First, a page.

The Story




So what do you get when you partner John Becker, owner and operator of Pierce Refrigeration, with innovative inventor Corliss Orville Burandt, better known as Cob?  One sweet street rod, that’s what!


When John heard Cob’s idea for the reverse flow induction engine, aptly named since its air intake is in the rear and exhaust in the front of the car, he immediately jumped on board to help make it happen.  Both men, eager to build something different and definitely “not run of the mill”, began their collaboration nearly three years ago. 


Knowing no one had ever used the reverse flow concept with a Chevy small block engine, John and Cob chose that for the basis of their project.  With a basic design in mind, the next step was finding a body to house the engine. 


Spotting an ad in Minnesota Street Rod Association   magazine, John thought he had the perfect solution.  For $1,900.00 he could buy a 1932 Chevy Sedan with a 1934 Model A Ford cutoff pick-up box welded to the back.  “After driving 300 miles to Wisconsin to pick up the car, I realized the frame was scrap and I would have to build a new one.  Even though the price was a bit steep for the car’s condition, I decided I wasn’t going to drive 600 miles round trip and come home empty handed.”


With the assistance of John’s son Joshua, the car started to take shape.  The body itself required several additional alterations.  As mentioned earlier, a new frame was constructed after which, “I cut the top off the car and made it into a bucket.” 


The car already had a Chevy rear end with hydraulic drum breaks in back.  “We wanted them in the front end as well.  To do this, we removed the Model A spindles, then cut the Chevy spindles off and welded them to the Model A wheel, put a ½” plate between them and dropped them down 2 ½”.  The Model-A wheel fit over the Chevy break drums exactly.  We did need to enlarge the Chevy bolt pattern to fit the larger Model-A bolt pattern.”


A re-built 1968 Chevy 327 V8 motor with Chevy 400 heads is the real heart of the Reverse Flo car, as it is known around Pierce Refrigeration.  “We enlisted Barry Cam Company in Lester Prairie, Minnesota to build a cam with repositioned lobes that worked to alter the valve timing.”  Regrinding the cam allowed us to keep the stock engine rotation.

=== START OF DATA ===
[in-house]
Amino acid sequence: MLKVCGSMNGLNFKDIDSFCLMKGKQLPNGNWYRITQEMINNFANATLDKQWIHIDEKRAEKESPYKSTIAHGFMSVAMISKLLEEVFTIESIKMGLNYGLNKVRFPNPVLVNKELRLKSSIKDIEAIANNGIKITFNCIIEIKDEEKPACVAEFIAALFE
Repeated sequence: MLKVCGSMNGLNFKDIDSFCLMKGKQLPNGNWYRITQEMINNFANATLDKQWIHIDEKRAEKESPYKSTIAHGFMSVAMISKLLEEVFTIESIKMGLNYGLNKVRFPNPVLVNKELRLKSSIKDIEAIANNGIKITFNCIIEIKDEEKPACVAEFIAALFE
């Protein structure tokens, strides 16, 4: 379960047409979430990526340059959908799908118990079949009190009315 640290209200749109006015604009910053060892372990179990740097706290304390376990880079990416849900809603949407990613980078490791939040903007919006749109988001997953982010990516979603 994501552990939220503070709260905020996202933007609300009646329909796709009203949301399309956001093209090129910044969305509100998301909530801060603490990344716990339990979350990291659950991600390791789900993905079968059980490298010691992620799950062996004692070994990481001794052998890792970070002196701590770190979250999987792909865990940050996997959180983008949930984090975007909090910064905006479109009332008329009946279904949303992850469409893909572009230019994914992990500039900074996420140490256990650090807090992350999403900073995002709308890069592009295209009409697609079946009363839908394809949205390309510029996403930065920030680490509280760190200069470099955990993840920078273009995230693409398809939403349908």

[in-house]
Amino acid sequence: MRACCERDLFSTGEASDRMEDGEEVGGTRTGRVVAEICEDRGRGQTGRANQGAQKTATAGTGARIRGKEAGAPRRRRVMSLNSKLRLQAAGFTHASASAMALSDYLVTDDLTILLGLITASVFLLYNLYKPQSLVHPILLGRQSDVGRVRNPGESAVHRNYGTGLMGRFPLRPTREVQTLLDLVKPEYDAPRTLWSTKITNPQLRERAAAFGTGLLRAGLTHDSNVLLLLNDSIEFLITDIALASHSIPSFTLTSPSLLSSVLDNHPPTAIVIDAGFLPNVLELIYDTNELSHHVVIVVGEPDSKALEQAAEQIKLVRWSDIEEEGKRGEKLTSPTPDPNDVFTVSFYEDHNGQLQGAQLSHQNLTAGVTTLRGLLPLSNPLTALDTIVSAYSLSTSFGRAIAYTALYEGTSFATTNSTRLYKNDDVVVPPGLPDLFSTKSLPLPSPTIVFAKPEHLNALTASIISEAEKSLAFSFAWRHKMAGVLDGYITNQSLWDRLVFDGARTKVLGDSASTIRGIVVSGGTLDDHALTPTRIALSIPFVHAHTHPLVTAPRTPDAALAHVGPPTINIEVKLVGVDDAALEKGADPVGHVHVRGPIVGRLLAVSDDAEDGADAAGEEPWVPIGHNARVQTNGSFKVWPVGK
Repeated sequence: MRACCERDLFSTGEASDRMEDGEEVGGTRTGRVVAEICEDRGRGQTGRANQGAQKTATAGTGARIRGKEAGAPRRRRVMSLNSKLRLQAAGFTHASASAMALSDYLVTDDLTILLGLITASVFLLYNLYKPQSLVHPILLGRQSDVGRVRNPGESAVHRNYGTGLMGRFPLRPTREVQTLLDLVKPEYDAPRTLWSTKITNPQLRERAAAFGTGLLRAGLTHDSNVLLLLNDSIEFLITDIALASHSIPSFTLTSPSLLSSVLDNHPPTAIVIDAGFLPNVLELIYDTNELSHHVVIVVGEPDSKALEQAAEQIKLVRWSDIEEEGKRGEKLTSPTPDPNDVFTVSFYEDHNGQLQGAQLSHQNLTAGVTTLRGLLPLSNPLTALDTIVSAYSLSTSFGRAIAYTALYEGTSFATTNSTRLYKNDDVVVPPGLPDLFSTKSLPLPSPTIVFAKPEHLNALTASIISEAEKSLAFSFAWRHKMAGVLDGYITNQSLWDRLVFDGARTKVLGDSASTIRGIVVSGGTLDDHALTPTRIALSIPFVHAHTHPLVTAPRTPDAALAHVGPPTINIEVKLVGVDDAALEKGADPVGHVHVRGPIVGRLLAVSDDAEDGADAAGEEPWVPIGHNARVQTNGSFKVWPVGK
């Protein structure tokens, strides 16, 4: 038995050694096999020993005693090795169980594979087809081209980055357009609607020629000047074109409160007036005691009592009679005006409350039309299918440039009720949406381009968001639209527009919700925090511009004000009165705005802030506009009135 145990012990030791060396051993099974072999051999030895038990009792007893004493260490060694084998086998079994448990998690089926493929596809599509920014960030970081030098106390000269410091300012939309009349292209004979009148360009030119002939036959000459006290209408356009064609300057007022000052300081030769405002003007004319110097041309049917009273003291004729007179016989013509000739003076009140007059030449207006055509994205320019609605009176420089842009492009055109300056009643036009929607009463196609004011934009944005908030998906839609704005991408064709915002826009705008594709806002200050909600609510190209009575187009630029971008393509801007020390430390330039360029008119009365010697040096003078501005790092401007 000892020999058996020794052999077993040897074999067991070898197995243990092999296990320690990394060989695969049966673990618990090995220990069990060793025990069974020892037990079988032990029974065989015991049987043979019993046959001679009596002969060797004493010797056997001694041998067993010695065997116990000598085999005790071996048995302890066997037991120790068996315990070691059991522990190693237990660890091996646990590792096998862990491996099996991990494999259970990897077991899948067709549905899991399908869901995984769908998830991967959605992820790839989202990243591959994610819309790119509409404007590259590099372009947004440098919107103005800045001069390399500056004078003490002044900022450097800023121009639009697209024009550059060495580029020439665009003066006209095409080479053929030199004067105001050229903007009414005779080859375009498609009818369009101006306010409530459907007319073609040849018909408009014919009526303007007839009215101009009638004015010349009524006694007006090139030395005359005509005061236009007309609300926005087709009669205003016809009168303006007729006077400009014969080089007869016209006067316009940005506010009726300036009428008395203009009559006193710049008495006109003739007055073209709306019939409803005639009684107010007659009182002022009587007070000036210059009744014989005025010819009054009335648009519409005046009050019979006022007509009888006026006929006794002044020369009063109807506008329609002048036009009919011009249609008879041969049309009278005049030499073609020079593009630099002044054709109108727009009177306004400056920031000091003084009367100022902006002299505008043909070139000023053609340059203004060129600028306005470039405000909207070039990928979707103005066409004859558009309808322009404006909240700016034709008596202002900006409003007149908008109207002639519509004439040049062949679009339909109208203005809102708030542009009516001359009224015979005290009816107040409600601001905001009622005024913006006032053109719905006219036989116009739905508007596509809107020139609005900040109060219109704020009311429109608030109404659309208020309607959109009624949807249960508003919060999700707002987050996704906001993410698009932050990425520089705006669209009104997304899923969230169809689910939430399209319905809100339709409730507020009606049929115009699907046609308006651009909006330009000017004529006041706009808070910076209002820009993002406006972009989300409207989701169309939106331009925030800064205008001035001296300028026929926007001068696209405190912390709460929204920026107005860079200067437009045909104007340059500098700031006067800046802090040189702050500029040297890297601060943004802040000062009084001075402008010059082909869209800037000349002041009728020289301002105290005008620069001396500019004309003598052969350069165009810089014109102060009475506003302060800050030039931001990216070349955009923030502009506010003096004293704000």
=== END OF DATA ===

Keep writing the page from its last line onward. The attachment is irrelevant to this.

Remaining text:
The car uses eight Honda 750 motorcycle carburetors.  Why? “Because they are banked together, already have four in a row, are cheap, and because they are COOL. 


The Reverse Flo has a “V” shaped exhaust manifold designed to fit into the engine valley.  The exhaust intake manifold is ¼” plate steel welded to the exhaust pipes. Keep in mind that while the intake manifold is normally bolted to the intake, in the reverse flow application “our fabricated intake manifold is bolted to the original exhaust ports and the exhaust manifold is welded to the ¼” plate steel intake.”


Several other features of the car include: a Ford flat head distributor, with a crab cap, driven off the camshaft at the front of the motor; a remote cooling system with both the radiator and electric water pump located under the rear of the car; and a beefed up 200 transmission.


Keeping to the desire to make this car as unique as possible, it was designed to run on E-85 ethanol fuel, something rarely used in a street rod.  Utilizing E-85 ethanol necessitated an increase in compression to a 12 ½ to 1 ratio. 


The Reverse Flo has a gravity fed fuel system instead of a fuel pump.  Five gallons of fuel is held in a stainless steel tank hidden in an antique wooden barrel sitting in the truck bed.  When asked about gas mileage, John replied, “The farthest it has ever been driven is 15 miles, and frankly I was just concerned about making it home at all.”  Upon further explanation, John revealed that the Reverse Flo’s 1930 Model A steering sector and components provide pretty loose steering, making handling a heart stopping challenge.


John tells me his favorite moment in building the Reverse Flo, was the first time she fired up.  He and Cob had just finished putting the motor together and pre-timed it.  They designed the car to start by turning the key switch, then pushing a button knob. Not remembering that in this particular Chevy engine tuning the key sent power directly to the coil, John pushed the knob only to have the car fire immediately.  While amazed that it started the first time, “it scared the heck out of us.”


What’s next?  John claims he and Cob will continue to refine the Reverse Flo and enjoy the crowds of attention they get at local shows.


For more information, photos, video of the Reverse Flo’s first drive and a chance to purchase our snappy t-shirt visit our website at


Story By Linda Sewald